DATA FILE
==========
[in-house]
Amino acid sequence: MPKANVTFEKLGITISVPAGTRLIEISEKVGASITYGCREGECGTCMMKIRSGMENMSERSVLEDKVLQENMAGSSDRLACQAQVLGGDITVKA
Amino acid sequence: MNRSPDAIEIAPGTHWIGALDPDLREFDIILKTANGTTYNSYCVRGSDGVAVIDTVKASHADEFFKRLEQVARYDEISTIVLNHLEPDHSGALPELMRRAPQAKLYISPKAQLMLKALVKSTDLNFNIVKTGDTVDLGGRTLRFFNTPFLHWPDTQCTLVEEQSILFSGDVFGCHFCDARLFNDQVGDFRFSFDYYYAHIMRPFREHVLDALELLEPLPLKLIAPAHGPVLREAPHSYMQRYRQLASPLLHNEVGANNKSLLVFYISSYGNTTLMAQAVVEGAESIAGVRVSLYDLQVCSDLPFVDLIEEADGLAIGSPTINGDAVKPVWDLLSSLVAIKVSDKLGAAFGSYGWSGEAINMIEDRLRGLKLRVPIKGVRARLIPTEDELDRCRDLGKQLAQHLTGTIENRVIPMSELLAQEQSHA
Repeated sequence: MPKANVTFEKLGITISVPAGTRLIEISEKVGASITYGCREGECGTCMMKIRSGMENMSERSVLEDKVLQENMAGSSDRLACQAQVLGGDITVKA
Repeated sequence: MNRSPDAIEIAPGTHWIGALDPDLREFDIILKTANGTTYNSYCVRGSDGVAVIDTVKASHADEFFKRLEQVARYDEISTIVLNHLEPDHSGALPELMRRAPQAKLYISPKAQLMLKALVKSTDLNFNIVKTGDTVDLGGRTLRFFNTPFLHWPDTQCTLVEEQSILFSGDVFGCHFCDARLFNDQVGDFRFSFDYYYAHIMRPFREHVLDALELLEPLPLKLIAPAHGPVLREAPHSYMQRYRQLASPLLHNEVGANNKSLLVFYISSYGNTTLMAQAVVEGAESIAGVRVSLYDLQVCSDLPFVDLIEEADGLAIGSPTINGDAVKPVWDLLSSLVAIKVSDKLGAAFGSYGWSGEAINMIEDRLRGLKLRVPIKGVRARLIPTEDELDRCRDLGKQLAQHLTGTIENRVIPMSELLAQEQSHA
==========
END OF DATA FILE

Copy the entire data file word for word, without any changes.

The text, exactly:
[in-house]
Amino acid sequence: MPKANVTFEKLGITISVPAGTRLIEISEKVGASITYGCREGECGTCMMKIRSGMENMSERSVLEDKVLQENMAGSSDRLACQAQVLGGDITVKA
Amino acid sequence: MNRSPDAIEIAPGTHWIGALDPDLREFDIILKTANGTTYNSYCVRGSDGVAVIDTVKASHADEFFKRLEQVARYDEISTIVLNHLEPDHSGALPELMRRAPQAKLYISPKAQLMLKALVKSTDLNFNIVKTGDTVDLGGRTLRFFNTPFLHWPDTQCTLVEEQSILFSGDVFGCHFCDARLFNDQVGDFRFSFDYYYAHIMRPFREHVLDALELLEPLPLKLIAPAHGPVLREAPHSYMQRYRQLASPLLHNEVGANNKSLLVFYISSYGNTTLMAQAVVEGAESIAGVRVSLYDLQVCSDLPFVDLIEEADGLAIGSPTINGDAVKPVWDLLSSLVAIKVSDKLGAAFGSYGWSGEAINMIEDRLRGLKLRVPIKGVRARLIPTEDELDRCRDLGKQLAQHLTGTIENRVIPMSELLAQEQSHA
Repeated sequence: MPKANVTFEKLGITISVPAGTRLIEISEKVGASITYGCREGECGTCMMKIRSGMENMSERSVLEDKVLQENMAGSSDRLACQAQVLGGDITVKA
Repeated sequence: MNRSPDAIEIAPGTHWIGALDPDLREFDIILKTANGTTYNSYCVRGSDGVAVIDTVKASHADEFFKRLEQVARYDEISTIVLNHLEPDHSGALPELMRRAPQAKLYISPKAQLMLKALVKSTDLNFNIVKTGDTVDLGGRTLRFFNTPFLHWPDTQCTLVEEQSILFSGDVFGCHFCDARLFNDQVGDFRFSFDYYYAHIMRPFREHVLDALELLEPLPLKLIAPAHGPVLREAPHSYMQRYRQLASPLLHNEVGANNKSLLVFYISSYGNTTLMAQAVVEGAESIAGVRVSLYDLQVCSDLPFVDLIEEADGLAIGSPTINGDAVKPVWDLLSSLVAIKVSDKLGAAFGSYGWSGEAINMIEDRLRGLKLRVPIKGVRARLIPTEDELDRCRDLGKQLAQHLTGTIENRVIPMSELLAQEQSHA